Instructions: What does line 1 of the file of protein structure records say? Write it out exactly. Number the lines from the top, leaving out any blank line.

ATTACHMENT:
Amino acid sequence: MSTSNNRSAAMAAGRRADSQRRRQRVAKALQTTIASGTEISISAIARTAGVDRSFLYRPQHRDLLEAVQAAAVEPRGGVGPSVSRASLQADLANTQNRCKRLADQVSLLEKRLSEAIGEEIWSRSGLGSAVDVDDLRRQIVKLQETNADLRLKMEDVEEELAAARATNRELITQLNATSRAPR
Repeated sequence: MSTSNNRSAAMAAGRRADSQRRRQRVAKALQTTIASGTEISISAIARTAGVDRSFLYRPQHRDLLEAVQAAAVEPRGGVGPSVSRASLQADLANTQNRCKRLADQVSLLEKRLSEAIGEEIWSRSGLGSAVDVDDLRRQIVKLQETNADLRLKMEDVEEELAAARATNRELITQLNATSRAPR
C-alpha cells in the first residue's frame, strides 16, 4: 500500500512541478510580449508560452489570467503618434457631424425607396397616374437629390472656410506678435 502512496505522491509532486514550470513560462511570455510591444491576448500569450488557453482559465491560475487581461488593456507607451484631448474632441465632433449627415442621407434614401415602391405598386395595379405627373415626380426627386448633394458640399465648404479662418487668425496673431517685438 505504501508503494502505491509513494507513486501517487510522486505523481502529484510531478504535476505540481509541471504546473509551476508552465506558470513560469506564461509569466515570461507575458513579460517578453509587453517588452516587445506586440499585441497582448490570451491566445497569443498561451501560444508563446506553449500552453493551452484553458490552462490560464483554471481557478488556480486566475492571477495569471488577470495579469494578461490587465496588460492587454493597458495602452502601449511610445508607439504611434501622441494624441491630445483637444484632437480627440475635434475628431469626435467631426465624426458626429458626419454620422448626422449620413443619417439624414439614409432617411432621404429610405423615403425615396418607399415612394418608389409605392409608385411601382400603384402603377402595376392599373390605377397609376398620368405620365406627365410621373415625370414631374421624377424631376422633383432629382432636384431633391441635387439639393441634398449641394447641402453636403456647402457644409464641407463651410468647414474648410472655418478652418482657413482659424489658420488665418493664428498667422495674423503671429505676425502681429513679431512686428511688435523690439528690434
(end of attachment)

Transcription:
Amino acid sequence: MSTSNNRSAAMAAGRRADSQRRRQRVAKALQTTIASGTEISISAIARTAGVDRSFLYRPQHRDLLEAVQAAAVEPRGGVGPSVSRASLQADLANTQNRCKRLADQVSLLEKRLSEAIGEEIWSRSGLGSAVDVDDLRRQIVKLQETNADLRLKMEDVEEELAAARATNRELITQLNATSRAPR